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Last week, a team from Microsoft posted a new voice synthesis machine learning model called VALL-E to GitHub. That’s a lot of words, but in simpler terms, the idea is basically vocal deepfakes, or software capable of accurately imitating the real sound of a human voice, even a specific human voice.
This is not exactly new technology, but the latest iteration in the ongoing development of true synthetic speech. The UK’s Papercup has been providing natural human-sounding AI dubs in multiple languages for major media brands for several years, including Sky News, Discovery, Cinedigm, and Business Insider. Their tech was recently used to translate 30 seasons of Bob Ross’ instructional series “The Joy of Painting” for streaming platforms around the globe.
Back in September, Disney announced plans to use machine learning models from a Ukrainian company called Respeecher to reproduce James Earl Jones’ distinctive vocal performance as Darth Vader. Meanwhile, Seattle’s WellSaid Labs can quickly generate hours of high-quality audio content in up to 15 different voices and a number of different languages in 50% of real time. (So a minute of speech only takes around 35 seconds to generate.) Berkeley’s synthetic speech startup LOVO closed a $4.5 pre-series A funding round in 2021 to help them create better-quality “voice skins” for digital assistants like Alexa and Siri. And London’s Sonantic generates eerily lifelike results by incorporating non-speech sounds into its audio simulations, like tiny scoffs, small intakes or breath, or chuckles.
Even AI software that can accurately impersonate humans has been around for a little while already. In 2017, Montreal-based Lyrebird introduced a “voice imitation algorithm” that could mimic a real person’s speech based on only about a minute of initial audio.
Microsoft’s new VALL-E software, however, adds a new “neural codec language model” to the process that takes an innovative approach to rendering voices. That means VALL-E can create highly-accurate “personalized speech” based on just three seconds of clear audio of a speaker, while paying attention to smaller nuances like tone, timbre, accents, and the original audio’s “acoustic environment” with a level of sophistication that older AI models can’t really touch. (So if the audio was recorded on a cell phone in a busy restaurant, for example, that effect can be used.)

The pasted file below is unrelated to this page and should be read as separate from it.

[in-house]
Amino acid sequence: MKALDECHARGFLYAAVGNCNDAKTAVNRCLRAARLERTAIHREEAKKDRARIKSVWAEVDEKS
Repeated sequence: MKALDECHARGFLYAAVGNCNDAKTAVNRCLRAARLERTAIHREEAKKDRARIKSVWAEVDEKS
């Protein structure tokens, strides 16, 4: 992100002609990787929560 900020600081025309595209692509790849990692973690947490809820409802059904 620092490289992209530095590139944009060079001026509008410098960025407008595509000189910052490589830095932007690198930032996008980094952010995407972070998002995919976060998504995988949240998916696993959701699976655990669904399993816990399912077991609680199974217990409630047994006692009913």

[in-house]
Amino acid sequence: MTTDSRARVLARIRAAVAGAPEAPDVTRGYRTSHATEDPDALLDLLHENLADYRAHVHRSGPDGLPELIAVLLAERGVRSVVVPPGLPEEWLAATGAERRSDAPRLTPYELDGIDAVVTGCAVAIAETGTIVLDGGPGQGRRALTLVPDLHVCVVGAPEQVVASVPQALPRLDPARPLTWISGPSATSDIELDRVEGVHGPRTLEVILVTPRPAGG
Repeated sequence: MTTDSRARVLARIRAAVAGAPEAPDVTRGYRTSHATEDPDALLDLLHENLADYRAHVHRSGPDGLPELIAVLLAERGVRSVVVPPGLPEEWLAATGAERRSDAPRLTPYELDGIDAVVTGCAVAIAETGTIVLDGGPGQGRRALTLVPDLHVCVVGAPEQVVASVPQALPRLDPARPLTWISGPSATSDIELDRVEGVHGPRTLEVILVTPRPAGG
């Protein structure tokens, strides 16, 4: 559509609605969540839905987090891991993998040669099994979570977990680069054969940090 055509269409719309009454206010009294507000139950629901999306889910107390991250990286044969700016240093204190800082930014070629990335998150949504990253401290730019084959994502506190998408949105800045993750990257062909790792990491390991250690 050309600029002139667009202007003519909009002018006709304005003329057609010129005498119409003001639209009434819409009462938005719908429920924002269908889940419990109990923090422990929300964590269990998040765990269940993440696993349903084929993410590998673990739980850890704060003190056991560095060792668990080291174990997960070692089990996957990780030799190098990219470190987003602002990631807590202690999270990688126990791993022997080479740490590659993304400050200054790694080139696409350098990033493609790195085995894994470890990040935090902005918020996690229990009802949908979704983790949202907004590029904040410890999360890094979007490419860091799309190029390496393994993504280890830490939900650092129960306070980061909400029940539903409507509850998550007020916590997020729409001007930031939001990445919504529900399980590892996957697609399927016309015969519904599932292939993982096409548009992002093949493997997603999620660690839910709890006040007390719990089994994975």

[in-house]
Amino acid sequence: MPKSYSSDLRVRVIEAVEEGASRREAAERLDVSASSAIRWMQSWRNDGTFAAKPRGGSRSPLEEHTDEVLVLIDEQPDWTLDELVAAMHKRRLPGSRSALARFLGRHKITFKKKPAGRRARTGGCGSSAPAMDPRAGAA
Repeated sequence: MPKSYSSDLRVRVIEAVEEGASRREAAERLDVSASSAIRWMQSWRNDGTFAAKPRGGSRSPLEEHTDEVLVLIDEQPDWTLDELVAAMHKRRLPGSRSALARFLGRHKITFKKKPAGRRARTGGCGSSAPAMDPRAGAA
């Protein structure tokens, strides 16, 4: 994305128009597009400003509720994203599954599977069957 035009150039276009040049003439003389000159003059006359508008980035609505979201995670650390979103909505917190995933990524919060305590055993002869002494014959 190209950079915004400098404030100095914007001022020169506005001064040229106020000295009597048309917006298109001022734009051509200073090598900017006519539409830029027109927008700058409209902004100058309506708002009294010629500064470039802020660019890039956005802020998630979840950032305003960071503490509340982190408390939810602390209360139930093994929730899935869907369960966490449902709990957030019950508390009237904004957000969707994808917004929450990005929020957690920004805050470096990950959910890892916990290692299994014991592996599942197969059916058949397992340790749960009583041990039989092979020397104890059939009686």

Obviously, there’s major potential for bad actors to use software like VALL-E nefariously. (Say, by posting fake audio clips of notable public figures admitting to crimes or making controversial statements.) While this has been possible for more than five years now using other variations of synthetic and mimicking speech software, it only gets increasingly likely as these products become higher-quality and more sophisticated. And as machine-learning AI systems continue to proliferate, they will only improve with use and time. Tweaking and fine-tuning the entire complicated system isn’t even required to improve results at this point; audio editors can make specific adjustments on the fly, which the system then remembers for next time.
The technology obviously also poses a threat to up-and-coming actors, particularly if more celebrities like James Earl Jones get on board and agree to license their familiar voices. Why hire a relative unknown to come into the studio and spend hours recording a fresh voice performance when software that can perfectly imitate Eddie Murphy could simply be purchased from a vendor? (No, I’m seriously asking. Why would you?)
But of course, it’s not all bad news. The potential upsides of truly accurate AI-generated synthetic speech are numerous, even beyond Darth Vader sounding like himself forever and native Telugu speakers receiving painting lessons from the great Bob Ross. AI voice modeling is a massive potential time and money-saver in the right context. (For example, an author mimicking their own voice to record their entire library of audiobooks.) Audio engineers working on important public health messages or vital safety notifications could utilize a variety of different voices and speaking styles until the find the one that’s the most effective and widely heard.
Actor Val Kilmer – who permanently lost his voice after undergoing treatments for throat cancer in 2014 – has partnered with Sonantic to create an AI-powered speaking voice for himself in everyday life. (A different process was used for his recent performance in the film “Top Gun: Maverick.”) There’s just no way to take the good without the bad.
It’s a very similar debate, in many ways, to those that raged a few years back about visual Deepfake technology. Only this time we know that ethical or legal concerns aren’t going to hold synthetic speech developments back in any considerable way. After capturing the public’s attention in the late ‘10s, and setting off wave after wave of concerned editorials, Deepfakes are more popular than ever, whether they’re being used to impersonate Tom Cruise on social media or powering new films and TV projects from the “South Park” guys. -Lon Harris
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What We’re Reading...
- TikTok added portals specifically for talent managers to its Creator Marketplace, making it easier for brands to connect with the platform’s “megastars.”
- DirecTV plans to lay off around 10% of its management staff next week, in its latest response to the ongoing cord-cutting trend.
- LA’s EVgo announced a new maintenance program to guarantee quality standards across its network of electric vehicle fast-charging stations.
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